The OECD says that the shock of the 2020 pandemic could cause a 45-70% contraction in the international tourism economy for the whole current year. More specifically, according to Assoturismo estimates, our country will lose about 60% of tourists this year, ending 2020 with around 172 million presences, levels that were recorded in the mid-sixties, when the world population was the half of today, the world was divided into blocks in the middle of the Cold War and air travel was the preserve of a few
Tourism is also one of the central themes in the debate of our Region, Sardinia, where – according to the scenario proposed by an analysis by Demoskopika – for the current year the island could lose about 6 thousand workers. Not only that, around 1,500 companies are at risk of bankruptcy and in the first quarter of 2020 there were already 354 cessations of tourism businesses in Sardinia, with a negative balance of 241 companies. There are only 113 new registrations to date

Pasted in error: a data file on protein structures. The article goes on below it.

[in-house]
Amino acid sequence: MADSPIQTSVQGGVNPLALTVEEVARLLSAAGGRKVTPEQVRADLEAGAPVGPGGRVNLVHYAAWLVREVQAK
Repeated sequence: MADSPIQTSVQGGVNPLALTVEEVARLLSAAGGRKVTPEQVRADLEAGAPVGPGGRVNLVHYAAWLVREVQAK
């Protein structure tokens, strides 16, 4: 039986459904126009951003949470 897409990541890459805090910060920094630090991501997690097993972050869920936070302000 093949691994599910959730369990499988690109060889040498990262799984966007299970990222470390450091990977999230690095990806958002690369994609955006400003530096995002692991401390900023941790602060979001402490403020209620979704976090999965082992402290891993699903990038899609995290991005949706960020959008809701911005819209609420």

For the restart, the “new normal” must include changes of all kinds: practical and hygienic-sanitary measures, safe travel arrangements, social distancing, safety regulations in public places, hotels and beaches
Sardinia, precisely for its territorial characteristics with a predominant and uncontaminated nature, with large spaces, is one of the regions that can aspire to the positioning of the ideal destination for low tourist density, where to spend a safe holiday
There is a desire to start again with creativity and innovation, with the awareness and need for more sustainable tourism that is more attentive to nature, people, feelings, fears of these months and the psychological aspect of the new social life.
Finally I would have liked to leave you wondering if at the end of everything, at the end of the pandemic, the sense of a new humanity will prevail or if everything will return as before, but, since I don’t like surprises, I will do my best to make so that the first hypothesis, as stated by our corporate mission, to make everyone live in a more hospitable world come true
* CEO Smeralda Holding, Vice President of Confindustria in the Center of North Sardinia with delegation to Tourism and Vice President of the Costa Smeralda Consortium
(Speech published in the Sole 24 Ore on Sunday 17 May 2020)